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  • Cherry blossoms made of silk
  • A hirakusu wreath of Japanese silver grass and egret made from silk
  • Nishijin silk thread
  • A hirakusu wreath made with chrysanthemums, irises and other flowers associated with the Gosekku ceremony

September 2020

Silk Flowers Conveying the Elegance of the Court

Cherry blossoms made of silk

The custom of making and displaying silk flowers, which began in the imperial court in around the eighth century, continues to this day, with one expert practitioner very much to the fore.

A hirakusu wreath of Japanese silver grass and egret made from silk

The word “yusoku” refers to the rules of ceremonies and events in the imperial court and related rules implemented by the nobles who served the emperor and samurai. “Yusoku silk flowers” as they are known today were used as decorations on such occasions. The flowers, which were made in a specific, formal style, appear in waka poetry from as early as the middle of the eighth century. Later, in the fourteenth century, the Karin school of artificial flower making was founded, and the art of making silk flowers further developed as a part of court culture.

Among the court events in Japan, the Gosekku (January 7, March 3, May 5, July 7, and September 9) are important ceremonies held to dispel evil spirits at the changing of the seasons. Introduced from China, the ceremonial events took hold among the common people and continue to be practiced to this day.

Use of the flowers has expanded from decorations at court events to wedding ceremonies for samurai and, in more recent years, to events or festivals involving the general public.

The most popular of the festivals today rooted in the old court events is Momo no Sekku (“Peach Festival,” more commonly known as Girls’ Day), held annually on March 3. On this date households display hina-ningyo ornamental dolls wearing imperial clothing to wish for the healthy growth of girls and happiness in their homes. Yusoku silk flowers of the cherry and tachibana orange trees are also displayed on this occasion.

Nishijin silk thread

A variety of other specific styles have been developed, such as kusudama incense balls made of silk flowers and hirakusu silk flower wreaths, and these decorative forms survive to this day. The beautiful designs of yusoku silk flower arrangements remain courtly and elegant.

Oki Suju is one of the few masters of the yusoku silk flower art form still working today. Oki studied the techniques on his own after becoming fascinated with the flowers’ elegance.

“Rather than being an imitation of a flower, there is a dedication to realism,” he says. “The most fascinating part is recognizing the intrinsic beauty of the flowers and then elevating it to the stylistic beauty of the yusoku silk flowers.” The colors, richer and brighter than real flowers, are part of the yusoku style that allowed the flowers to appear brilliant even in dimly lit rooms at a time long ago when there were no electric lights.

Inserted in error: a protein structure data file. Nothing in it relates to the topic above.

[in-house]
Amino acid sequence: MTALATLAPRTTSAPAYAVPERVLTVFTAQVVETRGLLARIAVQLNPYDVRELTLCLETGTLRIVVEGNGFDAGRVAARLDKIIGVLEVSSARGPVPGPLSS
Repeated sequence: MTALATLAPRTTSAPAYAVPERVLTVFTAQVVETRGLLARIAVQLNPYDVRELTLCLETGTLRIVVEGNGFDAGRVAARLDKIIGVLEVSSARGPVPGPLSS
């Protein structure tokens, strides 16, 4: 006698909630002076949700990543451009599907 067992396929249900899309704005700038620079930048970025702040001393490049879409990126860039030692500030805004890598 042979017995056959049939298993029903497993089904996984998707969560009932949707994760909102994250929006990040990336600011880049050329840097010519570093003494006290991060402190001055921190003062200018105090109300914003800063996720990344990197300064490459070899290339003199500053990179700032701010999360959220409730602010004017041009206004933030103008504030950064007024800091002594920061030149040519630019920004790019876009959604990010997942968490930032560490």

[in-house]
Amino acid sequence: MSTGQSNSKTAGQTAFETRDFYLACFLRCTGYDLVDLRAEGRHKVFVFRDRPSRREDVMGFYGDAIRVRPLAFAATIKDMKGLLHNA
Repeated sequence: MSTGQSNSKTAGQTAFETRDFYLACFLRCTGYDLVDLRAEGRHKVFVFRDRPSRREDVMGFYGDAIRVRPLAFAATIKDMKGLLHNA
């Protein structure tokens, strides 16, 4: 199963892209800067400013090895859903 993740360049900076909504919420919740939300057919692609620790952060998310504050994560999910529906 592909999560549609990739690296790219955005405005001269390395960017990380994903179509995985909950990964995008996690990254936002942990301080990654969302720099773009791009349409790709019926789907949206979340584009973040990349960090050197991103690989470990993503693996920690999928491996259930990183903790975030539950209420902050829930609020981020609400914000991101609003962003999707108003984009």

The flowers, petals, leaves, and other features of yusoku silk flowers are created by taking silk cloth lined with dyed washi paper and cutting it with metal dies or scissors. The cut-outs are then shaped into three-dimensional forms with elegant curves by pressing them against a heated kote, a metal tool also used to flatten out silk. The parts, carefully made one by one using a variety of cutting dies and kote, are then brought together into the desired shape—for example, a flowering tree or a wreath—using silk thread and a frame. A cherry tree design might have 3,000 individual artificial flowers. Creating such displays is a time-consuming task.

A hirakusu wreath made with chrysanthemums, irises and other flowers associated with the Gosekku ceremony

Oki says, “You can make similar flower shapes using paper alone, but the texture is completely different from silk. The soft luster of silk breathes life into the flowers and reproduces the character of the court culture.”

The silk thread used in yusoku silk flower design is the same thread used to weave obi sashes in Nishijin, a famous textile producing district of Kyoto. It is essential to have a variety of types of thread and a number of colors. For example, to express pine needles, a slightly firm and frizzy silk thread is needed, whereas for the heads of maiden silver grass, a flexible, shiny silk thread is required.

Oki laments, “Demand for the making of yusoku silk flowers has dwindled, and I handle all the work that in the past was divided up. The number of specialists who create dies and kote has also declined, and it will certainly be difficult to pass on the techniques to the next generation.”

Oki is working to reproduce the yusoku silk flowers described in early literature and documents to throw more light on the history of the flowers and hand it down. He is also experimenting with ways to express seasonal scenes encountered when out on a walk. Oki says that he sees yusoku silk “flowers” in practically everything, and he expresses what he sees every day—not just flowers, but also the moon, animals, and bugs—within the framework of the traditional style. In this way, Oki hopes, the tradition of yusoku silk flower making will take root again and blossom.